An image side numerical aperture of N = 1.30 is obtained in the projection objective 1500 of FIG. Here, the chief ray CR is substantially parallel to the optical axis in the first and second folding mirrors. In particular, a first principal ray direction cosine of | CRA1 | = 0.055 is obtained in the first folding mirror, and a second principal ray direction cosine of CRA2 = 0.058 is obtained in the second folding mirror. It is done.

  In the projection objectives 1300 and 1500, the positive field lenses 1326, 1526 in the horizontal arm are placed very close to the folding mirror, and subsequently an intermediate image is placed between the field lens and the concave mirror. It will be arranged in a space where there is no optical material. However, as is apparent from the intersecting lens shape symbols, one or more truncated lenses must be used in close proximity to the folding mirror, which makes the lens installation more complicated.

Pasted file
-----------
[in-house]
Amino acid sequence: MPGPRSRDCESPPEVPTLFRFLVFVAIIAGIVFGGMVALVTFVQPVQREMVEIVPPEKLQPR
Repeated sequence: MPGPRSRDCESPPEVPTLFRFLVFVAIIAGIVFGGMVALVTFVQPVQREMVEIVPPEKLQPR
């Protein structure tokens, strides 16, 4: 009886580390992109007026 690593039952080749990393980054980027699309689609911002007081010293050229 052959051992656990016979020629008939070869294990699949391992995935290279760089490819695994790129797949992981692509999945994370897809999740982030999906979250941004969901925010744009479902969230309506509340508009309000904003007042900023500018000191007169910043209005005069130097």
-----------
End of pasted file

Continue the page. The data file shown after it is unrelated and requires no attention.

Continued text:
Such a mounting problem is that the positive field lens 1626 is located far away from the folding mirrors 1613, 1623 and almost outside the cylindrical space formed between the lenses immediately upstream and downstream of the folding mirror. This is avoided in the projection objective 1600 of FIG. In this embodiment, a circular lens using a stable mounting technique can be used. From the optical point of view, the chief ray angle in the first and second folding mirrors is substantially zero (essentially telecentric chief ray). Since both intermediate images 1611 and 1621 are essentially located between the folding mirror and the field lens 1626, the field lens is in this case a second catadioptric imaging objective including a concave mirror 1625. It becomes a part of the lens portion 1620. In this variant, the problem of installation space close to the folding mirror is avoided. An image side numerical aperture of NA = 1.30 is obtained.